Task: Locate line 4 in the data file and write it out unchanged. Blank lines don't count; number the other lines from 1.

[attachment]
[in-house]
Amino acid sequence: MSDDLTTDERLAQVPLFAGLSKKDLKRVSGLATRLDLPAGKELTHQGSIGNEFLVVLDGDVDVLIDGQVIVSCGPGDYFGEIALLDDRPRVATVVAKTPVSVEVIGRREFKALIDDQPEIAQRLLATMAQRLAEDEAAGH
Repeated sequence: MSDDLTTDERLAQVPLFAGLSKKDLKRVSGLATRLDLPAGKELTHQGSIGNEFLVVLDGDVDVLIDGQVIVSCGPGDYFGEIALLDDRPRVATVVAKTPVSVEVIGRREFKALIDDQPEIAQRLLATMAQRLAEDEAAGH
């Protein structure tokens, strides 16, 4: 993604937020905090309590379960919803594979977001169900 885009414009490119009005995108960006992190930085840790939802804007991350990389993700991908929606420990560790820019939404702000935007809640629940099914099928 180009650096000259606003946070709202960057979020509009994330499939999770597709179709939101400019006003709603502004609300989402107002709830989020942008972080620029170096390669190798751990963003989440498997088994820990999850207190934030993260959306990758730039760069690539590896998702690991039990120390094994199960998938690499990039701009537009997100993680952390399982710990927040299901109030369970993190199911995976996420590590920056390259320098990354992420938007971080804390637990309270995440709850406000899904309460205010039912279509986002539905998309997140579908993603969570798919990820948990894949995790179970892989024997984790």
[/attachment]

């Protein structure tokens, strides 16, 4: 993604937020905090309590379960919803594979977001169900 885009414009490119009005995108960006992190930085840790939802804007991350990389993700991908929606420990560790820019939404702000935007809640629940099914099928 180009650096000259606003946070709202960057979020509009994330499939999770597709179709939101400019006003709603502004609300989402107002709830989020942008972080620029170096390669190798751990963003989440498997088994820990999850207190934030993260959306990758730039760069690539590896998702690991039990120390094994199960998938690499990039701009537009997100993680952390399982710990927040299901109030369970993190199911995976996420590590920056390259320098990354992420938007971080804390637990309270995440709850406000899904309460205010039912279509986002539905998309997140579908993603969570798919990820948990894949995790179970892989024997984790």